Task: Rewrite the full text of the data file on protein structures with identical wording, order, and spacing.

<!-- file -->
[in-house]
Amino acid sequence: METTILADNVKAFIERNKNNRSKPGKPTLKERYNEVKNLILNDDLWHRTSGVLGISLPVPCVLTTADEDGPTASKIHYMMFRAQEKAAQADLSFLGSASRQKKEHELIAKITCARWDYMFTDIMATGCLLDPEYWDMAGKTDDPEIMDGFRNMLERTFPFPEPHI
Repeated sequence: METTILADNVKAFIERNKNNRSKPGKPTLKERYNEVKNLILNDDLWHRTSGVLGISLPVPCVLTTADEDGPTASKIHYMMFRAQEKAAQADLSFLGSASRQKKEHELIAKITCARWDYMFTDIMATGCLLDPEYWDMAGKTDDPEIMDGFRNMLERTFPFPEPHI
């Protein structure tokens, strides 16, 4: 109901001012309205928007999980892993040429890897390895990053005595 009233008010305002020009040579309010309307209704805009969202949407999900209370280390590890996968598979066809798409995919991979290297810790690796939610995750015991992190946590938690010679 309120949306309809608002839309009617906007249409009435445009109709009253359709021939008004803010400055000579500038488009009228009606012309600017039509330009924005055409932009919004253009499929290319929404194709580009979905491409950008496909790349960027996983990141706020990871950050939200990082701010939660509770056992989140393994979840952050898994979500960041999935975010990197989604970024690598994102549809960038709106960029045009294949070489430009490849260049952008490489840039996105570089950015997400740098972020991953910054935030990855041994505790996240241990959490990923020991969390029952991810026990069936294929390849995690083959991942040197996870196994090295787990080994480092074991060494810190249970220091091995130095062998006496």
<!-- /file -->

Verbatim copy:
[in-house]
Amino acid sequence: METTILADNVKAFIERNKNNRSKPGKPTLKERYNEVKNLILNDDLWHRTSGVLGISLPVPCVLTTADEDGPTASKIHYMMFRAQEKAAQADLSFLGSASRQKKEHELIAKITCARWDYMFTDIMATGCLLDPEYWDMAGKTDDPEIMDGFRNMLERTFPFPEPHI
Repeated sequence: METTILADNVKAFIERNKNNRSKPGKPTLKERYNEVKNLILNDDLWHRTSGVLGISLPVPCVLTTADEDGPTASKIHYMMFRAQEKAAQADLSFLGSASRQKKEHELIAKITCARWDYMFTDIMATGCLLDPEYWDMAGKTDDPEIMDGFRNMLERTFPFPEPHI
């Protein structure tokens, strides 16, 4: 109901001012309205928007999980892993040429890897390895990053005595 009233008010305002020009040579309010309307209704805009969202949407999900209370280390590890996968598979066809798409995919991979290297810790690796939610995750015991992190946590938690010679 309120949306309809608002839309009617906007249409009435445009109709009253359709021939008004803010400055000579500038488009009228009606012309600017039509330009924005055409932009919004253009499929290319929404194709580009979905491409950008496909790349960027996983990141706020990871950050939200990082701010939660509770056992989140393994979840952050898994979500960041999935975010990197989604970024690598994102549809960038709106960029045009294949070489430009490849260049952008490489840039996105570089950015997400740098972020991953910054935030990855041994505790996240241990959490990923020991969390029952991810026990069936294929390849995690083959991942040197996870196994090295787990080994480092074991060494810190249970220091091995130095062998006496």